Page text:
Under § 343.303 and County of Jefferson v. Renz, 231 Wis. 2d 293, 603 N.W.2d 541 (1999), there was probable cause to believe Krumm was operating while intoxicated, so police could request he submit to a preliminary breath test.
¶11 Renz teaches that, here, [Officer] Volz had the required degree of probable cause to request of Krumm that he submit to a PBT. The totality of circumstances illustrates that, notwithstanding Krumm’s “passing” grades on his field sobriety tests, Krumm exhibited several indicators of intoxication, similar to the defendant in Renz, to wit: driving at a rate of 46 mph in a 25 mph zone4 at 2:40 a.m. on a Saturday; smelling strongly of intoxicants; admission to alcohol consumption; confusion over his comings and goings; and inconsistent answers as to when he had last consumed an alcoholic beverage. Volz had probable cause to believe that Krumm had violated or was violating Wisconsin’s OWI laws based upon these indicators, along with Krumm’s performance on the field sobriety tests. Similar to the officer in Renz, Volz “was faced with exactly the sort of situation in which a PBT proves extremely useful in determining whether there is probable cause for an OWI arrest.” See id.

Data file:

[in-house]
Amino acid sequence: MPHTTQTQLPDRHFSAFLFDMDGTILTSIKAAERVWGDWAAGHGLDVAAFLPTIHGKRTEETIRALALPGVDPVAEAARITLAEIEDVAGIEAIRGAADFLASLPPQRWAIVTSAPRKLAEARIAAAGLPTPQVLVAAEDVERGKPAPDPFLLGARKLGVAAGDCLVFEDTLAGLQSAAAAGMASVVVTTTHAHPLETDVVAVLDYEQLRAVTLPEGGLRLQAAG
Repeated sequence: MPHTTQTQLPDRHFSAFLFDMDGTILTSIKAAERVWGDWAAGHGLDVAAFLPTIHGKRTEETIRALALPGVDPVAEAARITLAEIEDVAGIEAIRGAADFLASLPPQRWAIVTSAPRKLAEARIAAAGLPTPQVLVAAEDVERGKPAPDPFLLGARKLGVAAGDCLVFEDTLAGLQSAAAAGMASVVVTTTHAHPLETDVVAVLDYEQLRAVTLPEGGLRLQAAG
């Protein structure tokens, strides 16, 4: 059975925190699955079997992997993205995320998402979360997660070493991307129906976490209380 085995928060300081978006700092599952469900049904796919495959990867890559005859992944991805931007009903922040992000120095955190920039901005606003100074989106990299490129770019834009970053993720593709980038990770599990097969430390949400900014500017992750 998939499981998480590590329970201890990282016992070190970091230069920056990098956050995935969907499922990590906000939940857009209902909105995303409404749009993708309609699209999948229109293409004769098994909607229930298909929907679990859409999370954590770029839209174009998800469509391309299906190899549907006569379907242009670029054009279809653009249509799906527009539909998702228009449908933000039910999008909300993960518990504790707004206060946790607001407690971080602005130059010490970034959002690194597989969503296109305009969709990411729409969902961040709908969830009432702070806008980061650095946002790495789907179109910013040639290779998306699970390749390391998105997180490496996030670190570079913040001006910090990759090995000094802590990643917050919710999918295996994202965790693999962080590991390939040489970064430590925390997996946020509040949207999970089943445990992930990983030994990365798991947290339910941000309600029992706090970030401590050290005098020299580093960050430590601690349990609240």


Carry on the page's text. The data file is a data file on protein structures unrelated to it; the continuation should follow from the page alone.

4 Krumm argues that his driving over 20 mph in excess of the speed limit is actually “de minimus or counterintuitive to evidence of impairment.” He reasons: “Operating a vehicle at a speed in excess of the maximum safe speed posted for a highway requires a person to exercise greater control over the vehicle given the shortened reaction time at higher rates of speed.” While this assertion is a clever spin of the facts, Krumm’s position lacks support from our case law, whereas the contrary position does not. See, e.g., State v. Waldner, 206 Wis. 2d 51, 57-58, 556 N.W.2d 681 (1996); City of West Bend v. Wilkens, 2005 WI App 36, ¶19, 278 Wis. 2d 643, 693 N.W.2d 324.